Earlier this week, The New York Times brought us the first half of a lengthy piece on the conditions of Apple’s supply chain in China and the government subsidized factories that make it nearly impossible to shift production stateside. The second installment in the series, titled “In China, Human Costs Are Built Into an iPad,” cites a half-dozen current and former Apple execs who said Apple’s attempts to combat working conditions often “falters when it conflicts with crucial supplier relationships or the fast delivery of new products.” The New York Times reported:
Employees work excessive overtime, in some cases seven days a week, and live in crowded dorms. Some say they stand so long that their legs swell until they can hardly walk. Under-age workers have helped build Apple’s
products, and the company’s suppliers have improperly disposed of hazardous waste and falsified records… Shifts ran 24 hours a day, and the factory was always bright. At any moment, there were thousands of workers standing on assembly lines or sitting in backless chairs, crouching next to large machinery, or jogging between loading bays.
NYT also talked to Li Mingqi, a former manager at Foxconn who is currently suing Foxconn over his termination over refusing relocation to Chengdu, who confirmed Apple’s priorities:
“Apple never cared about anything other than increasing product quality and decreasing production cost. Workers’ welfare has nothing to do with their interests.”
The majority of the article details former Foxconn worker Lai Xiaodong and his journey before being killed in a Foxconn explosion in Chengdu. Unfortunately, NYT said just seven months later a similar explosion happened in Shanghai injuring 59 employees. Occupational safety expert at the Massachusetts Institute of Technology is calling it “gross negligence” on Apple’s part:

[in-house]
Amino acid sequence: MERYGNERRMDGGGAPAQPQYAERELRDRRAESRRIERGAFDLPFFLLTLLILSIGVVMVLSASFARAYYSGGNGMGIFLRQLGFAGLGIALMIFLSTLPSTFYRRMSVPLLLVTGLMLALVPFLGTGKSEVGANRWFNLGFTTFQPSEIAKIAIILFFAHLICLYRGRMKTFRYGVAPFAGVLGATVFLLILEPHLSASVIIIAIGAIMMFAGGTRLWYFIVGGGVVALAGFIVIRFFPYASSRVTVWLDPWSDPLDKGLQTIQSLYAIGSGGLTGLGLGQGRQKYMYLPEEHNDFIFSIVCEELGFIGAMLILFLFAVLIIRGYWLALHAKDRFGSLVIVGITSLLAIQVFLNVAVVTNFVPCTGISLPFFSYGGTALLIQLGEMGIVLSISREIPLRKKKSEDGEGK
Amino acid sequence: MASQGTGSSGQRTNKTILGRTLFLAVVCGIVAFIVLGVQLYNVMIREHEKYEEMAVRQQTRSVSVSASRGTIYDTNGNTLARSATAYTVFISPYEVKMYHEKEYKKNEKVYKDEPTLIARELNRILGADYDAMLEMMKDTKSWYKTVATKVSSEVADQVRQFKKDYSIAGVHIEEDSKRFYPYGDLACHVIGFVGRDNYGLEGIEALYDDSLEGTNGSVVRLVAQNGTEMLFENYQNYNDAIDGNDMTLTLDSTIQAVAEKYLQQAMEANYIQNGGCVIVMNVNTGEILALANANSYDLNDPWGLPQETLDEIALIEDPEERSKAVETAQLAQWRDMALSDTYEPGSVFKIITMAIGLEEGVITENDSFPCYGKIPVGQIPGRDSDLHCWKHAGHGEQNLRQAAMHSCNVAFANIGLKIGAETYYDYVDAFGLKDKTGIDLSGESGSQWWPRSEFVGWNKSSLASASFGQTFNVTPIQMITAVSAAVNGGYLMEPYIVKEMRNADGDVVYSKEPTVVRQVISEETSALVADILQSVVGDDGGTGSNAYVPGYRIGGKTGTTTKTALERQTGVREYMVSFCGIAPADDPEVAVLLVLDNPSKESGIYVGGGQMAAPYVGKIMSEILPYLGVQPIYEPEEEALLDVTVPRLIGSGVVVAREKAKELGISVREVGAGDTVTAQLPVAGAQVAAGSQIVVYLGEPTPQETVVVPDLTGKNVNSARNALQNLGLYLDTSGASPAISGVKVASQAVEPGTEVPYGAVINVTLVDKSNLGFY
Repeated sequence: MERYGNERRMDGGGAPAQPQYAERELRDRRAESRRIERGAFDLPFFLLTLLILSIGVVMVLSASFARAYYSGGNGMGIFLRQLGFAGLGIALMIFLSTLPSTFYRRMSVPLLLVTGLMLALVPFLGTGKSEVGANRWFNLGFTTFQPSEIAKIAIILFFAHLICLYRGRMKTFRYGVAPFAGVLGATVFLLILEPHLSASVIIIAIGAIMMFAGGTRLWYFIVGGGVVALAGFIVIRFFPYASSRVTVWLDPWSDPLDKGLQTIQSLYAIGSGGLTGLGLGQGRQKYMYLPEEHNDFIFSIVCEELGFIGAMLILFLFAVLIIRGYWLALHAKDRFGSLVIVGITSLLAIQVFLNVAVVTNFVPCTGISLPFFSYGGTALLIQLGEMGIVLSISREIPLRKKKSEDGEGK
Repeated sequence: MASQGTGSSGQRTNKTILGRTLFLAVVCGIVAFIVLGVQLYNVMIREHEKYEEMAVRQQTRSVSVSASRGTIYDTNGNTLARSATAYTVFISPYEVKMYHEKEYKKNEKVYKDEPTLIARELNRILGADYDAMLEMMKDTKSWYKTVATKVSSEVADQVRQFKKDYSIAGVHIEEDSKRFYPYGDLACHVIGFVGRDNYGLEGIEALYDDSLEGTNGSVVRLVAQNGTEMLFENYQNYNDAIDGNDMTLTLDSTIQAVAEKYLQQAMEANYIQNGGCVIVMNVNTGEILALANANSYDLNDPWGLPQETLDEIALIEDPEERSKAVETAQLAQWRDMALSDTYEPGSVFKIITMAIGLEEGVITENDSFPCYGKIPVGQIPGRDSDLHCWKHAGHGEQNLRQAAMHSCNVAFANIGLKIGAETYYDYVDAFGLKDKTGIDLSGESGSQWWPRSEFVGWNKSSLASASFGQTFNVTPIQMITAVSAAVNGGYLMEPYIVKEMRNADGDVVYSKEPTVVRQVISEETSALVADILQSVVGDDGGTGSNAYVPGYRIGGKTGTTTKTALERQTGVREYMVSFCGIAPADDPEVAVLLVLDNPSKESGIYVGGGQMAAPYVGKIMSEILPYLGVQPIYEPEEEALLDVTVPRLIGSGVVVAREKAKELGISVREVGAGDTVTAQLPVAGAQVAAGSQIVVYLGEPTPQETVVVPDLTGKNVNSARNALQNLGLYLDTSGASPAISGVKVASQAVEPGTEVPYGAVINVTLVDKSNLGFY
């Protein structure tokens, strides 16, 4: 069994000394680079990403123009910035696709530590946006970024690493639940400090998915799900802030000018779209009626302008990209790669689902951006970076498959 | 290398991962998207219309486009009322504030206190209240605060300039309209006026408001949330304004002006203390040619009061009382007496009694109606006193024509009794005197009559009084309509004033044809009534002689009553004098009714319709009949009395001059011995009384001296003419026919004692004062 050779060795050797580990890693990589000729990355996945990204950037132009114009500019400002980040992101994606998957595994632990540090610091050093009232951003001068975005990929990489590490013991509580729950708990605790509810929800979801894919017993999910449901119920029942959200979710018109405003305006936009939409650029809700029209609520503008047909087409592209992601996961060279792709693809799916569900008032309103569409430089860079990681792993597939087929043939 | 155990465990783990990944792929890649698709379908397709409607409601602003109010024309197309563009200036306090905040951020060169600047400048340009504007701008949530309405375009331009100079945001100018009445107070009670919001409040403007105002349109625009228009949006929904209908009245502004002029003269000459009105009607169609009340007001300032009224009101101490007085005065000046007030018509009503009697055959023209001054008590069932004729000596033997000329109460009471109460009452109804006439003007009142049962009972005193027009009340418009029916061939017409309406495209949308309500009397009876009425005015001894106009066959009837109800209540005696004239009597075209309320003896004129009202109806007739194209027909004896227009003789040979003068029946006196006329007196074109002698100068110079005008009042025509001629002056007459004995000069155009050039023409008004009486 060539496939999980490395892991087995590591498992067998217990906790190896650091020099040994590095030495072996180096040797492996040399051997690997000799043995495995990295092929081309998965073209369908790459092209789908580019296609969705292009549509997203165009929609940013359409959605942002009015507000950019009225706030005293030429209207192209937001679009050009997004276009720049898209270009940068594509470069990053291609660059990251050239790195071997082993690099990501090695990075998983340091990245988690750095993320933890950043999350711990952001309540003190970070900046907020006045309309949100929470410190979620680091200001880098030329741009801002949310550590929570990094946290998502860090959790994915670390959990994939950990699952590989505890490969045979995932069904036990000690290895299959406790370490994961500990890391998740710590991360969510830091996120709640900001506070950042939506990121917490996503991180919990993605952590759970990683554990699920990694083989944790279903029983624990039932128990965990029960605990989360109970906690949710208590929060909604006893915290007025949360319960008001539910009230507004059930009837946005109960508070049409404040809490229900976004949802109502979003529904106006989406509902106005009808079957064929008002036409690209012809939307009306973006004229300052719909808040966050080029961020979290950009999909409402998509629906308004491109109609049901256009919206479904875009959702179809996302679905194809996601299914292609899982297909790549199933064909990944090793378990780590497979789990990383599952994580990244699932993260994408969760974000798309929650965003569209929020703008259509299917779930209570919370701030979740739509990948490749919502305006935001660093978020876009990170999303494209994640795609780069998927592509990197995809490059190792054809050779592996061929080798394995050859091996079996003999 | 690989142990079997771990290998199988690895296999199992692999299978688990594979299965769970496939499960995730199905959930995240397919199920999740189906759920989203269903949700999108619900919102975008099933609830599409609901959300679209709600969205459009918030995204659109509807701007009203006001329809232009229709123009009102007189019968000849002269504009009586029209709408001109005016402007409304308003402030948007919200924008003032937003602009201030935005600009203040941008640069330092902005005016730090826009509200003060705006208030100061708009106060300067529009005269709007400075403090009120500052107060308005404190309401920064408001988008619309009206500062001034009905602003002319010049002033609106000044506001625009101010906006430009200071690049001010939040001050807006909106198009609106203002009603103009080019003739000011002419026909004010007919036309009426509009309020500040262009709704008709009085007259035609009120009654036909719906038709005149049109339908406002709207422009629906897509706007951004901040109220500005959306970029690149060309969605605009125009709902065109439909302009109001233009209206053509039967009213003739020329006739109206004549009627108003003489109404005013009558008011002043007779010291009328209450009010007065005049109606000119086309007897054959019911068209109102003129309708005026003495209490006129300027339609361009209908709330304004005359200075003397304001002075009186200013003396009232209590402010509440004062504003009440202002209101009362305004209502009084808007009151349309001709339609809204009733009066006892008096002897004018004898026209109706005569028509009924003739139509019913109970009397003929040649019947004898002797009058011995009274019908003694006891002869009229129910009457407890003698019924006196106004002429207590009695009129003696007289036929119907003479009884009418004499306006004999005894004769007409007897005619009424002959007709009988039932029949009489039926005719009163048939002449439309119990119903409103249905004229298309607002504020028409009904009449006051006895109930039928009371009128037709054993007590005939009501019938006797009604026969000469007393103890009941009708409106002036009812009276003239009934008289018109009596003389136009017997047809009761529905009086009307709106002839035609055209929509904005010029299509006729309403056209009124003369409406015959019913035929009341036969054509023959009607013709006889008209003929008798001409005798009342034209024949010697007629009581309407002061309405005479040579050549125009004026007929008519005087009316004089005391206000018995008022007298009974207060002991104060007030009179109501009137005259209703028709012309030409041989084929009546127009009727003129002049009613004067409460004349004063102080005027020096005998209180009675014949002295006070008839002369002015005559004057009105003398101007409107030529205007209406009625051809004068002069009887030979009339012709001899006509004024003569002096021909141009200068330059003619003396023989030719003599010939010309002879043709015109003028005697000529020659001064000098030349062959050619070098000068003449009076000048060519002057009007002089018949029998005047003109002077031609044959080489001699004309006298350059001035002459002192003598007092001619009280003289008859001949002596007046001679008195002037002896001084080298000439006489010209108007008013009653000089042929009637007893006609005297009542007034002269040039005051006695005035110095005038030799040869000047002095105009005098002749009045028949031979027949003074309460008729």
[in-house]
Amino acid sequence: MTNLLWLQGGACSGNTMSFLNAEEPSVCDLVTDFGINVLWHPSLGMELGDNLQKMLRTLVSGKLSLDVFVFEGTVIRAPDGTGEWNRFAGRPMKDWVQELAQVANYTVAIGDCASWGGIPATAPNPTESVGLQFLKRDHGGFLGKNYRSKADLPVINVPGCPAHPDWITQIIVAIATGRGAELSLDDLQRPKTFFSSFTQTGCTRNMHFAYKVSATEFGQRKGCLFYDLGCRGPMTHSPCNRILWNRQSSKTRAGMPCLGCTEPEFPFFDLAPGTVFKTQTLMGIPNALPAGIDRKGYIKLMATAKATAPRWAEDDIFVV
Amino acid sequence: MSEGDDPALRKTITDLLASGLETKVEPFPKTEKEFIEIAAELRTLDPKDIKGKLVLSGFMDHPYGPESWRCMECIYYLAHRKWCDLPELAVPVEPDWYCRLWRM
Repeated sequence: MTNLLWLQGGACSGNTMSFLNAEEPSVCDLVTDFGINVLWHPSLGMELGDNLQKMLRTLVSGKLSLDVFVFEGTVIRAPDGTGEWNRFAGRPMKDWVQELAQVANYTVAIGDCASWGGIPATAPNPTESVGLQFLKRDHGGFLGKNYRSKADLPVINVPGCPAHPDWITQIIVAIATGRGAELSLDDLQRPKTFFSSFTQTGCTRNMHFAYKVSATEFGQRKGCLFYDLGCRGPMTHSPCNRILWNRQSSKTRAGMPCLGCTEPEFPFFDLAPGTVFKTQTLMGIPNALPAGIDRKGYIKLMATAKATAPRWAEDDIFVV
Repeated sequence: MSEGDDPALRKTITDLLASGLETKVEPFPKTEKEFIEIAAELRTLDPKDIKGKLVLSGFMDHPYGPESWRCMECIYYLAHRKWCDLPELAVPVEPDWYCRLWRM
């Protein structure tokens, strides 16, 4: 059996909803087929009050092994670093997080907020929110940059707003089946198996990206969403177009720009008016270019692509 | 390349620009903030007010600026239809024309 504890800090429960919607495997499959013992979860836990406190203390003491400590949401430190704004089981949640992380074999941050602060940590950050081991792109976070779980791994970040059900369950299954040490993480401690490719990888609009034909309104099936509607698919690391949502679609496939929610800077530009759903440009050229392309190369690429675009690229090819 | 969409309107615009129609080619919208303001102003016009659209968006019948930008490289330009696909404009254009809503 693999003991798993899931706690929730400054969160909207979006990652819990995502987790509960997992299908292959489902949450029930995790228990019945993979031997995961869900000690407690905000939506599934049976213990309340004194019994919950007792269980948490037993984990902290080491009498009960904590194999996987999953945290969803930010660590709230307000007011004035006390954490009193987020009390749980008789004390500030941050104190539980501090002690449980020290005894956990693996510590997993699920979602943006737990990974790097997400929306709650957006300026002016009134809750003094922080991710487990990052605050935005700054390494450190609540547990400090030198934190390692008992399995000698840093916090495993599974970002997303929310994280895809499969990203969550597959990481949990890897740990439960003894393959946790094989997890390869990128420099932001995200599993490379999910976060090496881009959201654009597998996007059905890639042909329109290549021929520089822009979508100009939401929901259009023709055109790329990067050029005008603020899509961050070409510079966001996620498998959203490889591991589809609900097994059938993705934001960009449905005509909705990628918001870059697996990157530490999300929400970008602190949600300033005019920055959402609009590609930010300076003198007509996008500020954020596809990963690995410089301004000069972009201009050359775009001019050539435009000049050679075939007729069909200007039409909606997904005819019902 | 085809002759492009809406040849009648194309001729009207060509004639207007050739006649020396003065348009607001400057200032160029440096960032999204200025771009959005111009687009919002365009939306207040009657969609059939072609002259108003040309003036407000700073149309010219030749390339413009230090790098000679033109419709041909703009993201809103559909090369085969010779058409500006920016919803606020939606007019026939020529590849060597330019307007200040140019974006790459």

“It is gross negligence, after an explosion occurs, not to realize that every factory should be inspected. If it were terribly difficult to deal with aluminum dust, I would understand. But do you know how easy dust is to control? It’s called ventilation. We solved this problem over a century ago.”
A former Apple executive who spoke to NYT anonymously claimed Apple could fix the issues at any time, and noted if the issue was with a product, and not with working conditions, it would not have carried on for four years:
“We’ve known about labor abuses in some factories for four years, and they’re still going on. Why? Because the system works for us. Suppliers would change everything tomorrow if Apple told them they didn’t have another choice. If half of iPhones were malfunctioning, do you think Apple would let it go on for four years? If you squeeze margins, you’re forcing them to cut safety.”
Other former Apple executives with knowledge of Apple’s supplier responsibility group weighed in:
“You can either manufacture in comfortable, worker-friendly factories, or you can reinvent the product every year, and make it better and faster and cheaper, which requires factories that seem harsh by American standards. And right now, customers care more about a new iPhone than working conditions in China.”
“The only way you make money working for Apple is figuring out how to do things more efficiently or cheaper,” said an executive at one company that helped bring the iPad to market. And then they’ll come back the next year, and force a 10 percent price cut.”
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